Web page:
By Catherine Callahan, MS, CCC-SLP, CLC
Ready to explore solids?
Are you getting ready to start solids with your baby, but feeling overwhelmed? We all want our babies to become successful eaters one day, little foodies we can share a family meal with or take out to our favorite restaurant, but how do we get there?
Feeding your baby can feel overwhelming, but we are here to help! Here you’ll learn simple strategies to get started on the right foot. Small changes you can implement at home to take the pressure off and make a lasting impact.
Five tips for starting solids:
1. Start with a strong foundation.
Before starting solids, ensure that your baby is truly ready. While your little one may be nearing 6 months, that doesn’t mean he or she is 100% ready.
First, check your baby’s stability. Can your baby sit upright unassisted for a few minutes? (building neck strength with a Play Gym helps babies gain more stability!) Is your baby holding his or her head upright independently? Is your baby bringing hands, toys, and utensils to his or her mouth?
Stability and mouthing are key to successful eating. If foods are introduced too early, your baby may have difficulty, and this can lead to later feeding challenges. When timing is right, your baby will have a good foundation to learn and practice those first feeding skills.
2. Be prepared.
Being prepared means having both the knowledge and the tools to start. Do your research. Do you plan to use puree feeding, baby led weaning, or a combination of the two? Having a plan going in allows you the confidence to proceed. Take an infant and child CPR class. Learn the difference between gagging and choking. It’s important that you feel safe so your baby has space to grow.
Around 4 months, prepare your tools. Make sure you have a high chair, bibs, spoons, cup and straw, plate and bowl. The Lalo Chair and First Bites Kit are the perfect tools for starting solids. The Lalo Chair is supportive, easy to clean, and beautifully designed. The Lalo bibs, plate, bowl, spoons, and cup with straw are all designed to fit your little one’s needs and promote feeding success. Made from soft, non-toxic, food-based silicone, these products are safe and soft for little mouths.
Around 5 months, if your baby is able to hold his or her head upright and sit with little support, begin practice in their high chair. Have your baby sit in the high chair next to you at mealtime. Give your little one the Lalo Spoon and Cup to practice hand to mouth movement and exploration. Around 6 months, when your baby is developmentally ready, plan to begin.
3. Eat with your baby.
Babies learn through imitation. When you eat alongside your baby, he or she is exposed to a wider variety of foods. While watching you eat, your baby is learning that those foods are safe to pick up, bring to mouth, and eat. Watching you, your little one is learning how to bite and chew. On top of all of this, sharing a meal offers a nice bonding experience for baby and family.
Sit down together, be present with your baby, take a deep breath and enjoy this time. Even just 10 to 15 minutes once or twice a day can make a big difference in the long term. When your baby enjoys this time, you’ll build positive memories and your baby will learn to love eating.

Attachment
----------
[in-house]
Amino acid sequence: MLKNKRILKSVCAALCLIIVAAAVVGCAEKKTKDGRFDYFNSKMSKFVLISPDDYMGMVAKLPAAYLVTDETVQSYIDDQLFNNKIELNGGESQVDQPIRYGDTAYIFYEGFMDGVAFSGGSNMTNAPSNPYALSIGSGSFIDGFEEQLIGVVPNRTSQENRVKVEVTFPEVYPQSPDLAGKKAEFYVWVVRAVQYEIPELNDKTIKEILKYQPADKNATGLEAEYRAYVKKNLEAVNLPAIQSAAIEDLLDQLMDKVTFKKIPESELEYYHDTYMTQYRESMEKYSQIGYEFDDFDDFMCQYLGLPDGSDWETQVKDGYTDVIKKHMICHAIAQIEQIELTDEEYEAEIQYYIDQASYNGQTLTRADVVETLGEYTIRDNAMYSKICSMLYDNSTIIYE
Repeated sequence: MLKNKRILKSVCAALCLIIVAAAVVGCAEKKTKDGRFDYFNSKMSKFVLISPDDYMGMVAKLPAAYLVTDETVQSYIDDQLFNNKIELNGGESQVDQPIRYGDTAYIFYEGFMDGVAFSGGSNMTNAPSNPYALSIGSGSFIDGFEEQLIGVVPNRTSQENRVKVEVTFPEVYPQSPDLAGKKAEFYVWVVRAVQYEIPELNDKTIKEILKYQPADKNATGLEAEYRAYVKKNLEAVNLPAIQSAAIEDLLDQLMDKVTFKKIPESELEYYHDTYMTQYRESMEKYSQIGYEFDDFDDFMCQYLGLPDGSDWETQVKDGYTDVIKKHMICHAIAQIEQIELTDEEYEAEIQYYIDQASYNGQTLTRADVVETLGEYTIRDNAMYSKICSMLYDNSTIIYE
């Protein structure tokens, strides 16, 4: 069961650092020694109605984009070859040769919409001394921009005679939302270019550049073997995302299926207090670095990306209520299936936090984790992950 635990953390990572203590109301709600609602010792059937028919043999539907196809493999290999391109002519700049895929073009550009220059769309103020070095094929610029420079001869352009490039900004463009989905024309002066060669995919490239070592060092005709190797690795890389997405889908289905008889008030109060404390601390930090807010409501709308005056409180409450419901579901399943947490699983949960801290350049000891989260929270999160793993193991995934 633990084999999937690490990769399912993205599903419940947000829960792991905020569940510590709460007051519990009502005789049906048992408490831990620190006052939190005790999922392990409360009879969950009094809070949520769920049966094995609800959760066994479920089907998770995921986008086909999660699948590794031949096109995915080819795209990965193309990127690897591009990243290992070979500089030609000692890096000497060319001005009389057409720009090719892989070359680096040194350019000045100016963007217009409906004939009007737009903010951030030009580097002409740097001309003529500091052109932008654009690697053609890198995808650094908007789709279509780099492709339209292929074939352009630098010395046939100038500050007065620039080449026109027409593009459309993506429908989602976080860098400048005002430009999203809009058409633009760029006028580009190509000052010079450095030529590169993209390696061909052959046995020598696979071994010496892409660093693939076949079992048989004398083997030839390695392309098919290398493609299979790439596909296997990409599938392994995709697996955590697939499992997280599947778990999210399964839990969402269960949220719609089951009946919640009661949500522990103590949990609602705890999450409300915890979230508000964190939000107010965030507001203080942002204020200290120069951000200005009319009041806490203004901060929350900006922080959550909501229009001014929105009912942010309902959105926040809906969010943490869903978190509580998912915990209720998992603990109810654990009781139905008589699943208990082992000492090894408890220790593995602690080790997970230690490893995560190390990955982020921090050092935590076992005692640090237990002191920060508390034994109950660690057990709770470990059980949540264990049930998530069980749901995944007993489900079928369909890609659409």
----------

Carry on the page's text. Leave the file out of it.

4. Focus on variety.
Exposure to a wide variety of foods before age one is key to long term feeding success. Baby’s first year is a critical period for learning and experiencing food tastes and textures. Multiple studies suggest that earlier introduction of a variety of foods leads to better eating and a more balanced diet in childhood. Texture variety is also important. Research shows that late introduction of lumpy foods can lead to feeding difficulties later in life.
It’s important to expose your baby to a wide variety of foods and textures during your baby's first year. Plan to serve new foods to your baby regularly. Make it simple by using foods you enjoy eating. Cook these foods longer to soften them for your baby, cut them into stick shaped pieces, blend them into a puree, and/or mash them with a fork to suit your baby’s needs. If you decide to start with smooth pureed foods, make sure to begin increasing the texture and changing the flavor early on, well before 9 months. Babies are often ready to move from smooth to thick or lumpier puree after just a few weeks.
5. Be responsive to baby's cues.
Your goal as a parent, grandparent, or caregiver is to teach your baby that eating is nourishing and feels good. If you watch your baby’s subtle cues, listen to your baby, and feed him or her with the right timing and pace, he or she will enjoy the experience, remember it, and come back for more. If your baby is unhappy, too full, having difficulty, or tired of sitting in the high chair, and you are pushing him or her to eat more, it can become a negative experience.
While feeding your baby, watch for your baby to: look at you or the food, lean in toward you and the food, open his or her mouth, reach for the food or utensil with hands, smile, and laugh. If you see your baby turning away, pushing food away with hands, closing lips, looking away from you or the food, crying, or whining, remind yourself that baby doesn’t want this right now, and it’s important to stop. Listening to your baby’s cues and feeding your baby when he or she wants to eat, is the best way to find long term success.
Meet the expert
Catherine is a speech-language pathologist, pediatric feeding therapist, and certified lactation counselor with over 15 years of experience working with infants and children in a medical setting. She resides in Chicago, where she works at the Ann & Robert H. Lurie Children’s Hospital and owns her own business, ChiKids Speech & Feeding, LLC.